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← Yale Surrenders - Why did Yale University Press remove images of Mohammed from a book about the Danish cartoons?

MaxD's Avatar Jump to comment 10 by MaxD

Has the author of the work said anything about this? It seems that in discussing such a thing as a specific set of images it might be helpful for the reader and the writer to have a common frame of reference. Without this there is a certain pointless elitism occuring along with a considerable chance for misunderstanding.

The elitism comes from the way Yale personalities are able to see these images, form critical opinions, and discuss them, where as others may not. 12 images in a book do not happen to take up a lot of space. So there really is no heuristic excuse for thier ommission. Rather than have readers try to sift through several satirical images of Mohammed, and the fakes it would be helpful to have the images that allegedly caused the controversy to actually be easily accessable in a book that reviews them and the controversy surrounding them. I presume some written description of the images will be used in their place. Why will this not cause the same amount of controversy? Or am I wrong and the book will not even have that?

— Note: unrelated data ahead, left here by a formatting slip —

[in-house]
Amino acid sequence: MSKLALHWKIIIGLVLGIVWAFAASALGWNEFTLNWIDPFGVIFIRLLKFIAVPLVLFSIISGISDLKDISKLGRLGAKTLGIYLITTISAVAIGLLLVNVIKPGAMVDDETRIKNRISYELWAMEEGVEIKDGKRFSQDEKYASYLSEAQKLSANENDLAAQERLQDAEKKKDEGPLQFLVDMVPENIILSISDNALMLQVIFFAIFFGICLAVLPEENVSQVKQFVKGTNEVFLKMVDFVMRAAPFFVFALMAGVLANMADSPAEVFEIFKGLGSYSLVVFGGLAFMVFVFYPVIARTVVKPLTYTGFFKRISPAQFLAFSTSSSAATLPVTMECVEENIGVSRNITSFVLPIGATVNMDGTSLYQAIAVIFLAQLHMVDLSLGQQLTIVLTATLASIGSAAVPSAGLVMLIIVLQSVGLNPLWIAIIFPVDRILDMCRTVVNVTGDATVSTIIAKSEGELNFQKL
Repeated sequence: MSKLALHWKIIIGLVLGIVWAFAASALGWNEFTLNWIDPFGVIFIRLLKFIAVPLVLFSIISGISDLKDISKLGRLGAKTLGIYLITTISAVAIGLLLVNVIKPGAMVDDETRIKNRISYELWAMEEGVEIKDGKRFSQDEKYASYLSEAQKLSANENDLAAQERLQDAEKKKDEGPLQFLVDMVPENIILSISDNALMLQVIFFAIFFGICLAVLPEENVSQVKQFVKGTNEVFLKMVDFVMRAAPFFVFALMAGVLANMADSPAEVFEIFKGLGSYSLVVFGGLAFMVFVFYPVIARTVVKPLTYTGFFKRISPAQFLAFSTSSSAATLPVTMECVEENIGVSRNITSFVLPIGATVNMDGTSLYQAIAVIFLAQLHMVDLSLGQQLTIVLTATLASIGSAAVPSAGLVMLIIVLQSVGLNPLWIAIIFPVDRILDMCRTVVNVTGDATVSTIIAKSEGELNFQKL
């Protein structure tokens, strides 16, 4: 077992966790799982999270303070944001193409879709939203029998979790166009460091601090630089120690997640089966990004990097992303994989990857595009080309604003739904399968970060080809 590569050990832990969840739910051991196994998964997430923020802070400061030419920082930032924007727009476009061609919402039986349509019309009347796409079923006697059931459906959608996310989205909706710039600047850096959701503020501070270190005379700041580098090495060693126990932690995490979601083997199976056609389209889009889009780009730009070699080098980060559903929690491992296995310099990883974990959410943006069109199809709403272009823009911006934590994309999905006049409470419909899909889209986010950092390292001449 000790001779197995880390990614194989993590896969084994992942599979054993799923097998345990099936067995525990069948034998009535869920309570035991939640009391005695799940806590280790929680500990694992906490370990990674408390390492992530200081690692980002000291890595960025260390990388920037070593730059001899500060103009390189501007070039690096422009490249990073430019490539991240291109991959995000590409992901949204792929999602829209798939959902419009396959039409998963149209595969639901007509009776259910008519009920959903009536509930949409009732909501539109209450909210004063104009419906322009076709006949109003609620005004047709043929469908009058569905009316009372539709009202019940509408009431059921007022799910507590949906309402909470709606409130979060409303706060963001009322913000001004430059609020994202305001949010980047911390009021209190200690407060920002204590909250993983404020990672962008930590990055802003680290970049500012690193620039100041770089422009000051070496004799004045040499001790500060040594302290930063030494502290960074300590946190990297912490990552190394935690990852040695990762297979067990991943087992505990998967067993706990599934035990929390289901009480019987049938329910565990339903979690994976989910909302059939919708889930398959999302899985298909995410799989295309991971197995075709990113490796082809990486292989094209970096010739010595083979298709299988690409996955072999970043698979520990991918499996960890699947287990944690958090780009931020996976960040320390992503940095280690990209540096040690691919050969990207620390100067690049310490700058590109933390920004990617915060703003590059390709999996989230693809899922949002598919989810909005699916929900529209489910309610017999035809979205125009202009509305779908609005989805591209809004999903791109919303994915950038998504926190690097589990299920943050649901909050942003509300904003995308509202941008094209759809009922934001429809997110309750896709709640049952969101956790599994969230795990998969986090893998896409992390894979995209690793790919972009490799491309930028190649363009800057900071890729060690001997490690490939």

Then there is the simple matter that the author's analysis could be flawed. But we cannot really know the strength of her understanding of these things without at least haveing some ability to check what she is saying against the actual images themselves. Maybe the descriptions are described in such a way to favor a particular analysis? Would a book analyizing the Mona Lisa's impact on culture omit an image of the lady herself?

Yale certainly does not distinguish itself on this matter as either a defender of free speech and academic freedom, or even as institution of academic analysis.

Tue, 18 Aug 2009 15:30:00 UTC | #389450